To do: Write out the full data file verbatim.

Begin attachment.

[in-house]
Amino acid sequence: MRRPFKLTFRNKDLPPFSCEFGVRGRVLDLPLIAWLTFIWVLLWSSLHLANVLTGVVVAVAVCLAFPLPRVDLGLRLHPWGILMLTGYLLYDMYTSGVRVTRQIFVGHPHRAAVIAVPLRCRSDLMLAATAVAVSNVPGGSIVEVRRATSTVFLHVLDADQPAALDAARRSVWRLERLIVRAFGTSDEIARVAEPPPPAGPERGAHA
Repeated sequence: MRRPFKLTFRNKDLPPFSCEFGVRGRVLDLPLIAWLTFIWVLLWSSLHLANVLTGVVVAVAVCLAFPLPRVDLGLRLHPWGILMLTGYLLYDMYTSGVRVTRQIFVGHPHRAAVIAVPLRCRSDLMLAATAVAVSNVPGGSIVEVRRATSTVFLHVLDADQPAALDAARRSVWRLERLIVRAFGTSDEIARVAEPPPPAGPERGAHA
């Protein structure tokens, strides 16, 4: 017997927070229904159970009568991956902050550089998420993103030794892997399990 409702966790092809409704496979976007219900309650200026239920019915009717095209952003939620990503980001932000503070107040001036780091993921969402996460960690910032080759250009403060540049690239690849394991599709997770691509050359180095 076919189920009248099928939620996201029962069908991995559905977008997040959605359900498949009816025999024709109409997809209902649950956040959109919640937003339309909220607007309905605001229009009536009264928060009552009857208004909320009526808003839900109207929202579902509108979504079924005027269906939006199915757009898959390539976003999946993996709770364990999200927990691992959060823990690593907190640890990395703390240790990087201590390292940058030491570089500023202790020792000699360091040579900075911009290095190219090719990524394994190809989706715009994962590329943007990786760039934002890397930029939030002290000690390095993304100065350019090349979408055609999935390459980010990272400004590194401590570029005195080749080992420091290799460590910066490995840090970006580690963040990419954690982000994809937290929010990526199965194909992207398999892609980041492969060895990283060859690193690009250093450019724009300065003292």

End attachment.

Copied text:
[in-house]
Amino acid sequence: MRRPFKLTFRNKDLPPFSCEFGVRGRVLDLPLIAWLTFIWVLLWSSLHLANVLTGVVVAVAVCLAFPLPRVDLGLRLHPWGILMLTGYLLYDMYTSGVRVTRQIFVGHPHRAAVIAVPLRCRSDLMLAATAVAVSNVPGGSIVEVRRATSTVFLHVLDADQPAALDAARRSVWRLERLIVRAFGTSDEIARVAEPPPPAGPERGAHA
Repeated sequence: MRRPFKLTFRNKDLPPFSCEFGVRGRVLDLPLIAWLTFIWVLLWSSLHLANVLTGVVVAVAVCLAFPLPRVDLGLRLHPWGILMLTGYLLYDMYTSGVRVTRQIFVGHPHRAAVIAVPLRCRSDLMLAATAVAVSNVPGGSIVEVRRATSTVFLHVLDADQPAALDAARRSVWRLERLIVRAFGTSDEIARVAEPPPPAGPERGAHA
């Protein structure tokens, strides 16, 4: 017997927070229904159970009568991956902050550089998420993103030794892997399990 409702966790092809409704496979976007219900309650200026239920019915009717095209952003939620990503980001932000503070107040001036780091993921969402996460960690910032080759250009403060540049690239690849394991599709997770691509050359180095 076919189920009248099928939620996201029962069908991995559905977008997040959605359900498949009816025999024709109409997809209902649950956040959109919640937003339309909220607007309905605001229009009536009264928060009552009857208004909320009526808003839900109207929202579902509108979504079924005027269906939006199915757009898959390539976003999946993996709770364990999200927990691992959060823990690593907190640890990395703390240790990087201590390292940058030491570089500023202790020792000699360091040579900075911009290095190219090719990524394994190809989706715009994962590329943007990786760039934002890397930029939030002290000690390095993304100065350019090349979408055609999935390459980010990272400004590194401590570029005195080749080992420091290799460590910066490995840090970006580690963040990419954690982000994809937290929010990526199965194909992207398999892609980041492969060895990283060859690193690009250093450019724009300065003292």